- Construction backlogs: Much has been made of the backlog of work in housing construction that has nullified the typical cyclical shock that is transmitted via the housing construction sector during rate hiking cycles. Approvals and affordability are at very poor levels, yet the level of home building has barely declined at all. The backlog in work yet to be done is now peaking at a very high level, suggesting we shouldn’t be looking at the housing sector as a source of new economic growth. Equally, we shouldn’t be expecting a precipitous collapse in 2024; that may come in 2025 if interest rates remain at current levels, but that is not our expectation (refer Chart 3). But less has been made of the backlogs in non-residential building (led by offices, warehouses, health and transport) which equates to 7% of GDP and the backlog of engineering construction (led by roads, railways, electricity and mining which equates to 16% of GDP. This enormous backlog of work has kept upward pressure on the labour market and on input prices at a time when a global slow down would typically have seen investment tumble between 10-15%.
Chart 3: The construction and non-dwelling pipeline is significant
- Buffers and Asset prices: Newly indebted households without other forms of income producing assets feel the full force of rate hikes. However, the economy-wide impact of interest rates is diluted the more that growth in income producing assets outstrip the growth in debt. The rising trend in net household assets as a share of income over time means that income from term deposits, financial assets and investment property ownership have all risen over time and all produce an income stream which – even after 13 rate hikes this cycle – is still in excess of the rise in interest payments on the outstanding debt. This explains the bifurcated nature of spending growth. Older and asset rich households are largely impervious to rate hikes and, as such, luxury spending categories remain strong. Conversely, younger indebted households cashflows have turned negative and spending is being seriously challenged. In aggregate, rate hikes pack less of punch compared to prior cycles, but the young and indebted are taking a disproportionate beating.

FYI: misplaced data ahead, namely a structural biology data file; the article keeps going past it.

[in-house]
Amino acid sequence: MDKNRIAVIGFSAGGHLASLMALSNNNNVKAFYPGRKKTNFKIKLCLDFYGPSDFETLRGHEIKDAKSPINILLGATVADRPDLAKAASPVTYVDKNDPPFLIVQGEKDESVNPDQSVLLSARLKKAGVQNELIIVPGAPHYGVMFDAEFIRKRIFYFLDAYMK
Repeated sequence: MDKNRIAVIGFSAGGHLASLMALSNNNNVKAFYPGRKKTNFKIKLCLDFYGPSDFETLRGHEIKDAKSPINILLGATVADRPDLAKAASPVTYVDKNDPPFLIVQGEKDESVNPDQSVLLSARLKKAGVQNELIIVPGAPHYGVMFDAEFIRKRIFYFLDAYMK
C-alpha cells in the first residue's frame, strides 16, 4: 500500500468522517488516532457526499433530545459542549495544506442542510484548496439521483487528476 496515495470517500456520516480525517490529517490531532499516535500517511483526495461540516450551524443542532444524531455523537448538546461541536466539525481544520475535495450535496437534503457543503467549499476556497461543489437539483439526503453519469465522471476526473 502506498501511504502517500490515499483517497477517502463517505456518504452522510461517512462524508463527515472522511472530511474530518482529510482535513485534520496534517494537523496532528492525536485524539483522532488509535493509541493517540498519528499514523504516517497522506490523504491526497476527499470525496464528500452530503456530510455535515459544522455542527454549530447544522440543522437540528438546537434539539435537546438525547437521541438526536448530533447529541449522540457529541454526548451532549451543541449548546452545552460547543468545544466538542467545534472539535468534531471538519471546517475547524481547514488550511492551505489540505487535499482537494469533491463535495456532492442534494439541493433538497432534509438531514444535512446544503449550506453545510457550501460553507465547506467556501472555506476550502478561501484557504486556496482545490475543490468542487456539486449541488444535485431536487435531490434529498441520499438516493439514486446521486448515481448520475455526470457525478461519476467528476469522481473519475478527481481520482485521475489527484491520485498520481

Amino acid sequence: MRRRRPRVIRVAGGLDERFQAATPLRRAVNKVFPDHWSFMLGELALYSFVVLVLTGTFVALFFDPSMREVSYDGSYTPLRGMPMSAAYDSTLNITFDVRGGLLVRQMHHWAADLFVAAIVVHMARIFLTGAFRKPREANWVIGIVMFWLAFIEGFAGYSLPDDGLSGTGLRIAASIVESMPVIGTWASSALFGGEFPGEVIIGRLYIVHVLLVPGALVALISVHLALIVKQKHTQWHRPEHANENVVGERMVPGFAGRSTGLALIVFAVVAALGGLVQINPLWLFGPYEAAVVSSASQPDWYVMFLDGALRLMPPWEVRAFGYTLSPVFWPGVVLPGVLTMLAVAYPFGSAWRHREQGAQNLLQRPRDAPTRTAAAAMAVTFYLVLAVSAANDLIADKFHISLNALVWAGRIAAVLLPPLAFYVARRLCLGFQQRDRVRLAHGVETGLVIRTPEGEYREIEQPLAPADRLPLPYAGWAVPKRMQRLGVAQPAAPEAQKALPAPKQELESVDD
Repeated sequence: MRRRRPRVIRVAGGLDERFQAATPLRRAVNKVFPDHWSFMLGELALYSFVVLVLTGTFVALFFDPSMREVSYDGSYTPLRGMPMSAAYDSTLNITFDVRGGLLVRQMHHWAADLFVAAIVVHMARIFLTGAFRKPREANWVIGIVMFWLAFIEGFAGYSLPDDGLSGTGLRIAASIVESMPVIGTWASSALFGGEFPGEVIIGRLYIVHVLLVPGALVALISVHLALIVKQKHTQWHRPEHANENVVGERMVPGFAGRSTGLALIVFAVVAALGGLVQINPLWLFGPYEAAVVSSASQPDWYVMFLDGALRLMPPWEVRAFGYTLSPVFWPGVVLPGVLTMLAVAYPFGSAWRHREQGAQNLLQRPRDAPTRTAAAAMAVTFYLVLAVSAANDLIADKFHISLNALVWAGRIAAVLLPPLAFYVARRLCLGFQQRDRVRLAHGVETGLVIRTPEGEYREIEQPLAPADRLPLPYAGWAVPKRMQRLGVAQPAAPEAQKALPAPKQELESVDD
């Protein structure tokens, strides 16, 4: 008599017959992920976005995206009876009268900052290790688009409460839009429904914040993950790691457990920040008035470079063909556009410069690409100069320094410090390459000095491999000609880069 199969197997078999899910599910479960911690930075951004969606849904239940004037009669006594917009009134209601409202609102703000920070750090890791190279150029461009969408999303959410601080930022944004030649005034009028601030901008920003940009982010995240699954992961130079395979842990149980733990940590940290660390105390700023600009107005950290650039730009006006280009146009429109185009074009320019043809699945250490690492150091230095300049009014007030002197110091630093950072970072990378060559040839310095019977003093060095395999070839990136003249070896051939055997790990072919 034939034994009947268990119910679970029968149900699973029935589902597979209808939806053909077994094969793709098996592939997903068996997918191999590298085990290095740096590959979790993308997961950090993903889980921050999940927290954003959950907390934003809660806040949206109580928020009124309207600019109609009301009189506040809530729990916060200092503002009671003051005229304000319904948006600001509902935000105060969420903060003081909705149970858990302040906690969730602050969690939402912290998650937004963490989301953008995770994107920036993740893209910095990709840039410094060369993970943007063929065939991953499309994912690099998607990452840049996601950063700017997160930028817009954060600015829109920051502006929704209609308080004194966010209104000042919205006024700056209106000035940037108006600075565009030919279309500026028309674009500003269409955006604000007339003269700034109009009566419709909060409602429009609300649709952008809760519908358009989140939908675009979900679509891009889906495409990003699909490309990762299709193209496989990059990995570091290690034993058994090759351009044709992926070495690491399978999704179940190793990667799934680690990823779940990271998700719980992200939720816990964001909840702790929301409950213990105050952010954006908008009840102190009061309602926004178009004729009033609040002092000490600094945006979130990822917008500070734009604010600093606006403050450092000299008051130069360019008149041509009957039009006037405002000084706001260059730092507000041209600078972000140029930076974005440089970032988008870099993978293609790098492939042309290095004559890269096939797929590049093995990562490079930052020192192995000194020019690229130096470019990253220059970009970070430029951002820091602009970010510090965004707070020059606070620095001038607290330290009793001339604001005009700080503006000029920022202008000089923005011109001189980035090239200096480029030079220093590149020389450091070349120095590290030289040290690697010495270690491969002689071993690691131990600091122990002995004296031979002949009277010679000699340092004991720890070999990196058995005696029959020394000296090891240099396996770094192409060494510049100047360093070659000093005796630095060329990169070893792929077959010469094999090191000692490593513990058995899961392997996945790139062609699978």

- Population pump priming: Net immigration has surged well through government projections taking population growth close to 2.5%yoy growth in 2H23. Quite simply, it is very difficult to record a recession with that type of population growth at your back. We do expect net migration to slow in 2024 as the government seeks to tighten up some education programs and entitlements, yet the risk remains that the flood of people entering Australia surprises on the upside until a more material rise in the unemployment rate is realised.